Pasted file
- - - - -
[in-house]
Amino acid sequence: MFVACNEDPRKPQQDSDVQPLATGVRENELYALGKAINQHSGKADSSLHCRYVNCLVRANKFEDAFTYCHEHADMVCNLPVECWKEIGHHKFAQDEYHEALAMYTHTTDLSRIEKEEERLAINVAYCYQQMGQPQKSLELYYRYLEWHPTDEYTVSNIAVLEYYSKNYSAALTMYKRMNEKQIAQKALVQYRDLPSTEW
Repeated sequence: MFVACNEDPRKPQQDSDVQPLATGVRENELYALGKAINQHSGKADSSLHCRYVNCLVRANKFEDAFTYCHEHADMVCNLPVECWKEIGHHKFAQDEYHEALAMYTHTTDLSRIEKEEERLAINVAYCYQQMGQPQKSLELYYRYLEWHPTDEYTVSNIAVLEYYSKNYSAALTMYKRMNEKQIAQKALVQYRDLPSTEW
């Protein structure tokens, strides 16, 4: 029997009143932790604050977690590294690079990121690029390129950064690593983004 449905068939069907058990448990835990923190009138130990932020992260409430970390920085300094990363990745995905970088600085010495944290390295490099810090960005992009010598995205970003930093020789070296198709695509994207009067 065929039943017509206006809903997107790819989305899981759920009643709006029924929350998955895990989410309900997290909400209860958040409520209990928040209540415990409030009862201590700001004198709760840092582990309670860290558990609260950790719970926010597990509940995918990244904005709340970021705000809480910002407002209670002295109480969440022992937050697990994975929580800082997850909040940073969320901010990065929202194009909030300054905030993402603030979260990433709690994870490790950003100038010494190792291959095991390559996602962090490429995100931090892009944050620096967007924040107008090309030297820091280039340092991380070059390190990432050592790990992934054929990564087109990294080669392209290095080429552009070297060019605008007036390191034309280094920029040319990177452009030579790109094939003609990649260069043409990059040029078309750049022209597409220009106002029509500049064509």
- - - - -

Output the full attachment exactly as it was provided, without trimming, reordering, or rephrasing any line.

[in-house]
Amino acid sequence: MFVACNEDPRKPQQDSDVQPLATGVRENELYALGKAINQHSGKADSSLHCRYVNCLVRANKFEDAFTYCHEHADMVCNLPVECWKEIGHHKFAQDEYHEALAMYTHTTDLSRIEKEEERLAINVAYCYQQMGQPQKSLELYYRYLEWHPTDEYTVSNIAVLEYYSKNYSAALTMYKRMNEKQIAQKALVQYRDLPSTEW
Repeated sequence: MFVACNEDPRKPQQDSDVQPLATGVRENELYALGKAINQHSGKADSSLHCRYVNCLVRANKFEDAFTYCHEHADMVCNLPVECWKEIGHHKFAQDEYHEALAMYTHTTDLSRIEKEEERLAINVAYCYQQMGQPQKSLELYYRYLEWHPTDEYTVSNIAVLEYYSKNYSAALTMYKRMNEKQIAQKALVQYRDLPSTEW
């Protein structure tokens, strides 16, 4: 029997009143932790604050977690590294690079990121690029390129950064690593983004 449905068939069907058990448990835990923190009138130990932020992260409430970390920085300094990363990745995905970088600085010495944290390295490099810090960005992009010598995205970003930093020789070296198709695509994207009067 065929039943017509206006809903997107790819989305899981759920009643709006029924929350998955895990989410309900997290909400209860958040409520209990928040209540415990409030009862201590700001004198709760840092582990309670860290558990609260950790719970926010597990509940995918990244904005709340970021705000809480910002407002209670002295109480969440022992937050697990994975929580800082997850909040940073969320901010990065929202194009909030300054905030993402603030979260990433709690994870490790950003100038010494190792291959095991390559996602962090490429995100931090892009944050620096967007924040107008090309030297820091280039340092991380070059390190990432050592790990992934054929990564087109990294080669392209290095080429552009070297060019605008007036390191034309280094920029040319990177452009030579790109094939003609990649260069043409990059040029078309750049022209597409220009106002029509500049064509």